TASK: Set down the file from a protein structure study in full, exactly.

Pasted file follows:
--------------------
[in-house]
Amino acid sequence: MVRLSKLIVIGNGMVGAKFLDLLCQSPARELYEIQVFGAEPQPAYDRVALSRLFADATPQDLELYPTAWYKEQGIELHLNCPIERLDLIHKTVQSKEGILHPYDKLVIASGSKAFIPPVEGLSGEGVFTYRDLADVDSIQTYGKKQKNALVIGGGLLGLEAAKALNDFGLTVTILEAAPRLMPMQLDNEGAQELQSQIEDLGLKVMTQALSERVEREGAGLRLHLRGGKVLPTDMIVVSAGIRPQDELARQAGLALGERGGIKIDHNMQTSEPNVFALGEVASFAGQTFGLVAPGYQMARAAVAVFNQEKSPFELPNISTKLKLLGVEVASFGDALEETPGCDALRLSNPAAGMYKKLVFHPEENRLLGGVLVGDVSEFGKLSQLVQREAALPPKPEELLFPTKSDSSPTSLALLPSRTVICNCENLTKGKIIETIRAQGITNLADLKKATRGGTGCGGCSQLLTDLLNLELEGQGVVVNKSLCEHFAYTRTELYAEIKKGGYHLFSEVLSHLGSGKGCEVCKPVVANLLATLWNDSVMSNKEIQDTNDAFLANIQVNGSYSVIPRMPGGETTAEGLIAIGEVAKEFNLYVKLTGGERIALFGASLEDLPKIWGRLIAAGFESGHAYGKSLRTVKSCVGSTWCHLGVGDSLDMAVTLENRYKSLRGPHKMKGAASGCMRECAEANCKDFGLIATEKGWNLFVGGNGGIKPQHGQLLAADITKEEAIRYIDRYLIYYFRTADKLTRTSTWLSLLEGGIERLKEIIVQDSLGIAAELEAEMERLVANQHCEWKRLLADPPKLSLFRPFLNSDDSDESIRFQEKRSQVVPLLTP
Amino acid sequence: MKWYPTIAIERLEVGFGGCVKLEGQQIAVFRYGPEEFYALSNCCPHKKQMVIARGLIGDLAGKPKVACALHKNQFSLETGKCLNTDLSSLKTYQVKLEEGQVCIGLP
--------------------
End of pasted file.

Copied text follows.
[in-house]
Amino acid sequence: MVRLSKLIVIGNGMVGAKFLDLLCQSPARELYEIQVFGAEPQPAYDRVALSRLFADATPQDLELYPTAWYKEQGIELHLNCPIERLDLIHKTVQSKEGILHPYDKLVIASGSKAFIPPVEGLSGEGVFTYRDLADVDSIQTYGKKQKNALVIGGGLLGLEAAKALNDFGLTVTILEAAPRLMPMQLDNEGAQELQSQIEDLGLKVMTQALSERVEREGAGLRLHLRGGKVLPTDMIVVSAGIRPQDELARQAGLALGERGGIKIDHNMQTSEPNVFALGEVASFAGQTFGLVAPGYQMARAAVAVFNQEKSPFELPNISTKLKLLGVEVASFGDALEETPGCDALRLSNPAAGMYKKLVFHPEENRLLGGVLVGDVSEFGKLSQLVQREAALPPKPEELLFPTKSDSSPTSLALLPSRTVICNCENLTKGKIIETIRAQGITNLADLKKATRGGTGCGGCSQLLTDLLNLELEGQGVVVNKSLCEHFAYTRTELYAEIKKGGYHLFSEVLSHLGSGKGCEVCKPVVANLLATLWNDSVMSNKEIQDTNDAFLANIQVNGSYSVIPRMPGGETTAEGLIAIGEVAKEFNLYVKLTGGERIALFGASLEDLPKIWGRLIAAGFESGHAYGKSLRTVKSCVGSTWCHLGVGDSLDMAVTLENRYKSLRGPHKMKGAASGCMRECAEANCKDFGLIATEKGWNLFVGGNGGIKPQHGQLLAADITKEEAIRYIDRYLIYYFRTADKLTRTSTWLSLLEGGIERLKEIIVQDSLGIAAELEAEMERLVANQHCEWKRLLADPPKLSLFRPFLNSDDSDESIRFQEKRSQVVPLLTP
Amino acid sequence: MKWYPTIAIERLEVGFGGCVKLEGQQIAVFRYGPEEFYALSNCCPHKKQMVIARGLIGDLAGKPKVACALHKNQFSLETGKCLNTDLSSLKTYQVKLEEGQVCIGLP